FOOD In addition to a variety of fresh whole fish (the menu will change according to market availability), Neraki will offer steaks, lamb chops and traditional Greek dishes.



217 New York Ave.


NEW Fast fish, plus a host of affordable alternatives, is the raison d'être of this ultracasual spot with indoor and outdoor tables. Just what time and cash-strapped Huntingtonians need, in the view of owner Nader Gebrin (who also has the higher-priced Bravo! Nader nearby).

FOOD On the menu are fish and chips, a tuna burger, a lobster roll on a croissant and lobster bisque. Health-conscious eaters can get turkey meatballs over whole- wheat pasta and a baked vegetable burger with tahini sauce. Conversely, there's also the "fat boy" beef burger and Southern fried chicken.

COST $-$$


366 New York Ave.


NEW Swallow flew into the former address of Kozy Kettle, the soup specialist. Veterans will remember the tight quarters. And, of course, 20-seat Swallow is devoted to small plates. You'll want to eat plenty of them thanks, to chef James Tchinnis.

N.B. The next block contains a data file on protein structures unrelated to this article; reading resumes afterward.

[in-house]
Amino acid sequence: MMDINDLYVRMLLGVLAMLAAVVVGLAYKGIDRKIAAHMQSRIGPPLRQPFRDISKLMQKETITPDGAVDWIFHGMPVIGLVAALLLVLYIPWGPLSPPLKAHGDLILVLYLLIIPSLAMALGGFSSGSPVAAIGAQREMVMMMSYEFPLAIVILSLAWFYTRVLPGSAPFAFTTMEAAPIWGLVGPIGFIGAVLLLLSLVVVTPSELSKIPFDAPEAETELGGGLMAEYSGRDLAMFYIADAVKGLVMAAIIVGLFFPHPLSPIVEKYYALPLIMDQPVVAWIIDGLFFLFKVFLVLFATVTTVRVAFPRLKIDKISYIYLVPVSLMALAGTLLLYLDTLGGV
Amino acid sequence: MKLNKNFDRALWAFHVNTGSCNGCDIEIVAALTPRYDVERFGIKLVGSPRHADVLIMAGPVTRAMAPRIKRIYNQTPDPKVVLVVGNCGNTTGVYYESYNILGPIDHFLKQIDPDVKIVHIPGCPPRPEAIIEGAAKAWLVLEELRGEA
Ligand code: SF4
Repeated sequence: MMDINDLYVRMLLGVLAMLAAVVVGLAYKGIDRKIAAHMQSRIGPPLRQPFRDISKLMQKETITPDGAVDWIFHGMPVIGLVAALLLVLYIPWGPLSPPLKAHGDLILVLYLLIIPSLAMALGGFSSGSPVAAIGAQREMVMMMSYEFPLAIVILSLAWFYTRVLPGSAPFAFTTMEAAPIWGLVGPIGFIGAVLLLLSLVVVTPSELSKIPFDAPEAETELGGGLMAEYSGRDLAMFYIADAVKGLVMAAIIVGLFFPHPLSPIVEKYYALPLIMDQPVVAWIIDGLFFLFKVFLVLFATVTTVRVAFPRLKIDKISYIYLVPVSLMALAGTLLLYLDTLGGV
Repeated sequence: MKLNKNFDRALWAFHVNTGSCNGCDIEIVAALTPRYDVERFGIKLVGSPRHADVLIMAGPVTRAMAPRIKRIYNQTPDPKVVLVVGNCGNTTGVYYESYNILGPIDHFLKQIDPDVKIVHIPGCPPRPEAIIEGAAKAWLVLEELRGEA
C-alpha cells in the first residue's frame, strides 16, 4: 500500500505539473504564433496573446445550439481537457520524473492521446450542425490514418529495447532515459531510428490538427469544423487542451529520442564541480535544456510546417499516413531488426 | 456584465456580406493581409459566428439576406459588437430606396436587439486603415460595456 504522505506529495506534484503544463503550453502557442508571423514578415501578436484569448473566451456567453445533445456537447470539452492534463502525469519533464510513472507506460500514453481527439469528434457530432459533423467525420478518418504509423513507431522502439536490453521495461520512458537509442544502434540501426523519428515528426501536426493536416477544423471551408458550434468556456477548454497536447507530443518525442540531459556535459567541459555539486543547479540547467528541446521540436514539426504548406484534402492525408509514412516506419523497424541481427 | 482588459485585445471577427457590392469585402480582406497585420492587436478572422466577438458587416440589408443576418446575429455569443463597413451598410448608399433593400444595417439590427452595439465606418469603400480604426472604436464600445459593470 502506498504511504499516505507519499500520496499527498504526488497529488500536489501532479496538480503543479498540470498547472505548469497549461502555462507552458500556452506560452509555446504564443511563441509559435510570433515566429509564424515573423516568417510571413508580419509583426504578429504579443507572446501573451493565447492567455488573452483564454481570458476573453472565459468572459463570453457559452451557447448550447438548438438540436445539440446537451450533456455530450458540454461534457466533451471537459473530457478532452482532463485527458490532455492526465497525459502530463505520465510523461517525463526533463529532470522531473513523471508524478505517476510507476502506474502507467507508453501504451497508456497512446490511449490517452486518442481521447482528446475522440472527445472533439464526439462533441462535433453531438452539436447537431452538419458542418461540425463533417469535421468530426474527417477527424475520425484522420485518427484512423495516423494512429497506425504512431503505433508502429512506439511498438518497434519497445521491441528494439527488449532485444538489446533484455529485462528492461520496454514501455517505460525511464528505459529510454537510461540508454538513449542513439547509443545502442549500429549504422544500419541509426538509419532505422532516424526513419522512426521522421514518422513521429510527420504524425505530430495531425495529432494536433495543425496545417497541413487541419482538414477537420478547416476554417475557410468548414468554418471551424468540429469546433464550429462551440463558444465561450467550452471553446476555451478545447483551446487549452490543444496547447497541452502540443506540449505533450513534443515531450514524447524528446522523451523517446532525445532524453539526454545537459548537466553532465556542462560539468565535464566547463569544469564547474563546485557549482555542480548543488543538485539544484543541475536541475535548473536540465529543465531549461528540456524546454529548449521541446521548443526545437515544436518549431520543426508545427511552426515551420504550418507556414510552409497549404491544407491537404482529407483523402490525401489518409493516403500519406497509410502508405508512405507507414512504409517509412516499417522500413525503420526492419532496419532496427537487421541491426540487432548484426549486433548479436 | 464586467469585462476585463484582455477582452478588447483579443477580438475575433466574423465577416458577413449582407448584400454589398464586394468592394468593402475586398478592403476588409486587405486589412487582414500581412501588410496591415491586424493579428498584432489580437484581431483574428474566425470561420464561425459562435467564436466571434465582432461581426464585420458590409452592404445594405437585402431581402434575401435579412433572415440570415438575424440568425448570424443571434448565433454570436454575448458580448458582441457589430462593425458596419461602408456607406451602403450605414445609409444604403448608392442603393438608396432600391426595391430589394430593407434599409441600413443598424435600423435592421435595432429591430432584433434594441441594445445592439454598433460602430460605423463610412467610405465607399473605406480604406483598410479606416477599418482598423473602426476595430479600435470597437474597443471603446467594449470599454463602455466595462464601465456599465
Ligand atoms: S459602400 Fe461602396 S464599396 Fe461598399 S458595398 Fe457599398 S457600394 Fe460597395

FOOD Highlights abound on an ever-changing menu. Consider the butternut-squash "cappuccino" soup; beer-batter fried asparagus; Yukon Gold fries with chipotle mayo; the short-rib tostada; Black Angus sliders with Tabasco-spiked mayo and tomato jam; Japanese cucumber salad with snow crab; and cinnamon-scented beef moussaka.

COST $$-$$$


54 New St.


NEW Vitae opened on the former site of Abel Conklin's, a mainstay for decades. The restaurant looks sharp and contemporary, after an overhaul that included decor, kitchen and just about everything else. Very good Continental fare.

FOOD Winning choices include the short-rib croquettes; crabcakes; baby back ribs; pan-roasted Berkshire pork chop; and chicken Lawrence with sausages, potatoes and cherry peppers, named after chef Lawrence Palladino, a Northport native. There are well-chosen wines by the glass and by the bottle.

COST $$$